Watchdog reopens probe into Secret Service’s targeting of Chaffetz

Watchdog reopens probe into Secret Service’s targeting of Chaffetz
© Greg Nash

The Secret Service is coming back under the microscope for targeting House Oversight Committee Chairman Jason Chaffetz (R-Utah).

The Department of Homeland Security's (DHS) inspector general on Monday reopened its investigation into some Secret Service agents’ efforts to leak details about Chaffetz’s failed effort to join the agency more than a decade ago.

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The move follows Secret Service Director Joseph Clancy’s acknowledgement that he was revising how much he knew about the incident. Clancy knew about some details, he told the DHS’s internal watchdog, despite his initial claims to have been unaware that Chaffetz had unsuccessfully attempt to join the Secret Service.

Clancy’s “different recollection of the events in question” forced the watchdog office to reopen its probe, it said in a brief statement.

The inspector general “will conduct further interviews and take other investigative steps, as appropriate,” before issuing an addendum to its formal report, it added.

Last week, the DHS watchdog office said that 45 Secret Service employees accessed information about Chaffetz’s failed 2003 effort to join the agency in the days before the episode became public. The searches appear to have come as part of an effort to leak embarrassing information about the House Oversight Committee chairman to the press, amid Chaffetz’s scrutiny of the Secret Service.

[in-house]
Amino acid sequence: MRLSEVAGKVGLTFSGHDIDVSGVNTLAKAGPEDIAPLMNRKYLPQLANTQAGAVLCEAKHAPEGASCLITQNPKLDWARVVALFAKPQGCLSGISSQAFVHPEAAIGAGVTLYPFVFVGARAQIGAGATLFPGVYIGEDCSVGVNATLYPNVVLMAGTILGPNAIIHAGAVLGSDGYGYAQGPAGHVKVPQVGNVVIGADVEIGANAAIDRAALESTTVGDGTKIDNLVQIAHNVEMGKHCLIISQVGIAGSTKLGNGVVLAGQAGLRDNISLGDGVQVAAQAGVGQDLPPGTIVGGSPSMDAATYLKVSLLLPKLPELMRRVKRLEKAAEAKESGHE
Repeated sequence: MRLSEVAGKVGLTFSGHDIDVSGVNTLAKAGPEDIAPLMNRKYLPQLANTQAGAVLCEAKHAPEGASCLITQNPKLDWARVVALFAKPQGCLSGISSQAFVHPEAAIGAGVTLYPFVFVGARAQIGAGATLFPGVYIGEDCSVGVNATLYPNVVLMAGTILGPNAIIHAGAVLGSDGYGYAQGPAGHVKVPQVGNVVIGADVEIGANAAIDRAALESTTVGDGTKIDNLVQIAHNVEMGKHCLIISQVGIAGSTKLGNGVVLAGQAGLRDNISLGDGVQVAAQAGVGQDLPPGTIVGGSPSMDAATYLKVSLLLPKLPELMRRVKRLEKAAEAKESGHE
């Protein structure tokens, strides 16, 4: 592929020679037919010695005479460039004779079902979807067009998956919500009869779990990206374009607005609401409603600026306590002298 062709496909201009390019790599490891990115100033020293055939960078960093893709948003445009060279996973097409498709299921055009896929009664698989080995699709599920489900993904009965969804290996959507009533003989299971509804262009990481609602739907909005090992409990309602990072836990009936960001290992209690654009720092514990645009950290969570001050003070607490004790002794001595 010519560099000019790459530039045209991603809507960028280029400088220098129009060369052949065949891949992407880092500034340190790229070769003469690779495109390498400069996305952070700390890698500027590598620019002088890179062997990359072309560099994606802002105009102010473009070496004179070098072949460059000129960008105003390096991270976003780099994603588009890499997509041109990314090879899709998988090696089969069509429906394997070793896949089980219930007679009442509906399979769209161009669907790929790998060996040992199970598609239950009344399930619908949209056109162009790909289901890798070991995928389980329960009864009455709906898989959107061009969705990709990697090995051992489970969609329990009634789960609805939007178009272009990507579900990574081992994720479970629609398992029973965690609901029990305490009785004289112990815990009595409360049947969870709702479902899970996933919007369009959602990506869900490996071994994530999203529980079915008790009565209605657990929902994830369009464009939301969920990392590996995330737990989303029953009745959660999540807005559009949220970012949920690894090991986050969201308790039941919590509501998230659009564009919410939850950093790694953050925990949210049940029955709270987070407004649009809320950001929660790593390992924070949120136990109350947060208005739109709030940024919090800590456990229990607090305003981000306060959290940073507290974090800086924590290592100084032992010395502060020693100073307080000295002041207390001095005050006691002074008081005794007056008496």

The Secret Service is an arm of the DHS.

The inspector general’s conclusion reverberated across Washington, and led to bipartisan outrage on Capitol Hill.

On Monday, Sen. Tom Cotton (R-Ark.) announced that he would block three of the White House’s nominees for ambassador posts over the revelation.

White House press secretary Josh Earnest said that President Obama “certainly takes this issue very seriously.”

“This is sensitive information that we’re talking about,” Earnest said. “The thought that something like this would be politicized is wrong.

“The president does have confidence that following up on information that’s included in the inspector general’s report, that [DHS] Secretary [Jeh] Johnson and Director Clancy will ensure that steps are taken both to prevent the disclosure of this type of information in the future and also to hold accountable those that engaged in wrongdoing.”

News of the apparent retaliation overshadowed the Secret Service’s successful efforts during the visit of Pope Francis last month, which coincided with Chinese President Xi Jinping’s trip to Washington and the United Nations General Assembly in New York.